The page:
Distortions are necessitated by any cartography. Geographic maps of the three-dimensional world are necessarily distorted when pressed into the confines of a two-dimensional surface. In addition to distortions of scale, these maps also distort chronological structures and sequences of debate as they are presented in certain general surveys, and the argumentation maps sometimes present issues differently than the authors themselves do. For example, although John Searle's Chinese Room and Chinese Gym arguments are part of the same cluster of published articles, and although they are variants of the same basic thought experiment, we separated them according to our conceptual division of the territory: the Chinese Room arguments appear in the context of the physical symbol systems debate (Map 4, which grows out of Map 3), and the Chinese Gym argument is located in the context of the connectionism debate (Map 5) .
A considerable number of arguments on the maps are imbedded in wider debates and discussions in philosophy, psychology, neuroscience, and other disciplines. Such imbedding illustrates how most philosophical thinking is broadly connected and interdisciplinary. In order to create a manageable and readable map, we left out extensive mapping of many such "peripheral" debates. An example of our treatment of this problem is the free will debates on Map 1, where we mapped only those arguments that specifically dwelt on Turing's question of machine intelligence, rather than on the degree to which human beings have free will, which is a longstanding philosophical question.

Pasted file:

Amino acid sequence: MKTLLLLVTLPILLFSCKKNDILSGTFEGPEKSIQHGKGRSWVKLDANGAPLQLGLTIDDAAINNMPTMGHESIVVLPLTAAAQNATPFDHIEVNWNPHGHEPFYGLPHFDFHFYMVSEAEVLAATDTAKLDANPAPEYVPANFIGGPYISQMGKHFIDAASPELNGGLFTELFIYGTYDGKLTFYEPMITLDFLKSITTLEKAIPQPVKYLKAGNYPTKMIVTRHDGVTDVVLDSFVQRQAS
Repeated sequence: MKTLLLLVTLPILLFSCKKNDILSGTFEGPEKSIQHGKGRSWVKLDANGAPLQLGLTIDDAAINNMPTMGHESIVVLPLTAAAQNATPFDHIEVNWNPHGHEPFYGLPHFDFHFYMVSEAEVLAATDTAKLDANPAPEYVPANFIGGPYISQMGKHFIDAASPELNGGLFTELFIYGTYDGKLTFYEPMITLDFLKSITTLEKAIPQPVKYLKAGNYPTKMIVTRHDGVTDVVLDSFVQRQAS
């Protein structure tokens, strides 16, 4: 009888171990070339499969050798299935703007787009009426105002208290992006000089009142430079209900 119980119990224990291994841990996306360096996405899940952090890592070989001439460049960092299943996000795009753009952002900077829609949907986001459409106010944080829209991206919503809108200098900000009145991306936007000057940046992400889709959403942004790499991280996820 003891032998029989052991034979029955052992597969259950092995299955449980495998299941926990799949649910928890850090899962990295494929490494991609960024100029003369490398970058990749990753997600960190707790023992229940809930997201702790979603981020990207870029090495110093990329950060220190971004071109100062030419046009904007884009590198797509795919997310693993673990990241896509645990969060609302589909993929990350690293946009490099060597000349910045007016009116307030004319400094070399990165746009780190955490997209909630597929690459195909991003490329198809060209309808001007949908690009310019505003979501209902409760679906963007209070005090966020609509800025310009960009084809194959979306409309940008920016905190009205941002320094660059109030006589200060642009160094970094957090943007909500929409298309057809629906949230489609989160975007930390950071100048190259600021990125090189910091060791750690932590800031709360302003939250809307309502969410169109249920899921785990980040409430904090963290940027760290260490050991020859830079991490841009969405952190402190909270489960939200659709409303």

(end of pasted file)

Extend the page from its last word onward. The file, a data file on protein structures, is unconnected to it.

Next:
Index of Unmapped Territory
Other approaches to AI learning
Language of thought arguments
The frame problem
Gibson AI arguments
Chess and other game-playing
The mind-body problem
We discovered some pretty thick jungles of prose during our exploration. Each of our team members ran into them, often got bogged down in the swamps, and frankly we sometimes had to detour around impassable areas. This is by way of saying that there exists a considerable amount of academic prose that is impenetrable, even to the most indomitable mappers. We may have missed some good arguments, and our summaries of others may be plainly wrong. We hope that these are not too many. But he or she who grows a jungle is likely to have it mapped as such.
If the reader is the traveler, and the links, or arrows, are the road, then the icons and illustrations that appear throughout the maps are landmarks and navigational aids. Their inclusion goes against the general tradition of refraining from using any kind of illustration or diagram in philosophical argument. As one early reader remarked, our project may have produced more visual accompaniment to philosophical discussion than existed in the entire previous history of philosophy. The benefits of including graphical landmarks are many. Illustrations serve as mnemonic devices for a reader who wants to return to a specific argument or region, for example. The graphics also sometimes aid quick comprehension of a complicated idea by providing a concrete clarification of an argument, in the form of an example. In addition, the illustrations add an element of levity to debates that can otherwise be quite obscure and abstract.